Mapquest

9 02 2009

 antarctic-map1

For as long as I can remember I have loved maps. Even before my wanderlust took hold, I was captivated by them so much so that while everyone else was heading for recess, I was in my element drawing them in geography class…with shading, labelling, texturing and different coloured pencils. At age 6. Yes, I was a sad child.

 

Once I started travelling, maps and atlases became an integral part of my wandering. I not only liked to know where I was going before I got there, but I liked to keep track of my progress and my whereabouts once there. And the more remote my travels, the more I liked following my course. A map showing the dotted-line off-road tracks and topographical features of a wilderness area remains particularly satisfying for my nerdish yearnings and I soon amassed a library of maps.

 

However, I also found that my maps served a genuine purpose beyond pleasing my anorak tendencies. I found that plotting my course on a map was actually a great and quick alternative to keeping a diary. My route could be marked, the places I stayed the night noted and the side-trips logged. This would then not only be a nice souvenir of my off-road peregrinations, but it was also a great way for me to later identify where I had taken my photographs.

 

And familiarity with my surroundings and landmarks meant that if I got lost during a late-night visit to the long-drop, I stood a better chance of finding my way back to the campsite without screaming in fear. In theory, at least.

 

I will admit that my fascination perhaps stretches a little beyond the normal, but I have always been rather surprised by travellers who take no interest at all in their routes or even their destinations.

 

A short while ago I was on a flight from Los Angeles to Toronto and found myself seated beside two university students on their way to Europe to learn Spanish for the summer. Their flights had them connecting to Madrid via Toronto, and their conversation went like this:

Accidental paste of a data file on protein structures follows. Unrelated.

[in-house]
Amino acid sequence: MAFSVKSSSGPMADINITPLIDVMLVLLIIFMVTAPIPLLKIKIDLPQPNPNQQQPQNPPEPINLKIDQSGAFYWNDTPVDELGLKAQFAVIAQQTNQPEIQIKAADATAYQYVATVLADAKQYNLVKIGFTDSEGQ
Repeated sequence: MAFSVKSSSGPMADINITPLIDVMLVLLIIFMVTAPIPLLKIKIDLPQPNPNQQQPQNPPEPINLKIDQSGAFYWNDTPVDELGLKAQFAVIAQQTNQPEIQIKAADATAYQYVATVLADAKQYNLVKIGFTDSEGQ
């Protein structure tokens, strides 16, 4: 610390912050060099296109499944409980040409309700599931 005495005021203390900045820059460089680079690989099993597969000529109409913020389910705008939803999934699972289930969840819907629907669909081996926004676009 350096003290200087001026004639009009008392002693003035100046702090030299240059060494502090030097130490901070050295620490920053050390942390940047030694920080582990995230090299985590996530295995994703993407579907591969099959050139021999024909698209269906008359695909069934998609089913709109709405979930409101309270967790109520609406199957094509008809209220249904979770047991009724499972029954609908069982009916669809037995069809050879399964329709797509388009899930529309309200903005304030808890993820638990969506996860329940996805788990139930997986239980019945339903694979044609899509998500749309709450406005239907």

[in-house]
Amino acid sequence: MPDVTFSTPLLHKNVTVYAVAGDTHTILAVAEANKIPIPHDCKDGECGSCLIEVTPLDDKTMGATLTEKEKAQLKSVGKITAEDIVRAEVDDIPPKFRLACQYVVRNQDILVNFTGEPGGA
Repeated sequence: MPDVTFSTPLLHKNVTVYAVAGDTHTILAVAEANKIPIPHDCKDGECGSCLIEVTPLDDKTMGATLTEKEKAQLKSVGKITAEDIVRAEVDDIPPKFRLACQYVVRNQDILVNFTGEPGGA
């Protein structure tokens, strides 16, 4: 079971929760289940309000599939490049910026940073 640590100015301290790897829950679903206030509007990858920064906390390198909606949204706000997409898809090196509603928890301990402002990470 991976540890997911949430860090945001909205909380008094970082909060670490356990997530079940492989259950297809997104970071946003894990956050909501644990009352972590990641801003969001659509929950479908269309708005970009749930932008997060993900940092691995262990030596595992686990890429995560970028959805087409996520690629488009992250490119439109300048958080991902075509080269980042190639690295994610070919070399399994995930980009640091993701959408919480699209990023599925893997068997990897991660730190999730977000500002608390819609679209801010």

“Hey, so like, where’s Toronto any way?”

 

“I dunno. I think it’s on the east coast.”

 

“Near Boston?”

 

“Yeah. That sounds right.”

 

“What’s the time difference?”

 

“I dunno. Doesn’t it say on the ticket?  (looks at ticket) I think it must be 3 hours.”

 

“The same as New York.”

 

“Yeah.”

 

“So maybe it’s near New York.”

 

“Yeah. Or Baltimore.”

 

“Yeah. Baltimore.”

 

“I wonder if it’s in the in-flight magazine. Hey, here it is.”

 

“It’s an island?”

 

“Yeah. I didn’t know that.”

 

“Hmmm. An island. Cool.”

 

“Oh no, that’s a Lake….it’s not an island.”

 

Lake Ontario. Yeah. Not an island.”

 

“Is Toronto near Canada?”

 

 

 

Illustration and post by:  Simon Vaughan

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One response

11 02 2009
map

Love your blog, this one hit home. I have a world map and globe to track my family in their travels worldwide, use a navigatore in my car, as I get lost easy and it’s fun to use. Many years ago, after seeing the film “Vacanze Romane” travelled to Italy with my cousin on a Guided Tour. Well, we read our Itinerary only after our trip started and a day at a time. Everything was a surprise and we had a great time. Thanks for bringing back that memory, Keep up the great work.

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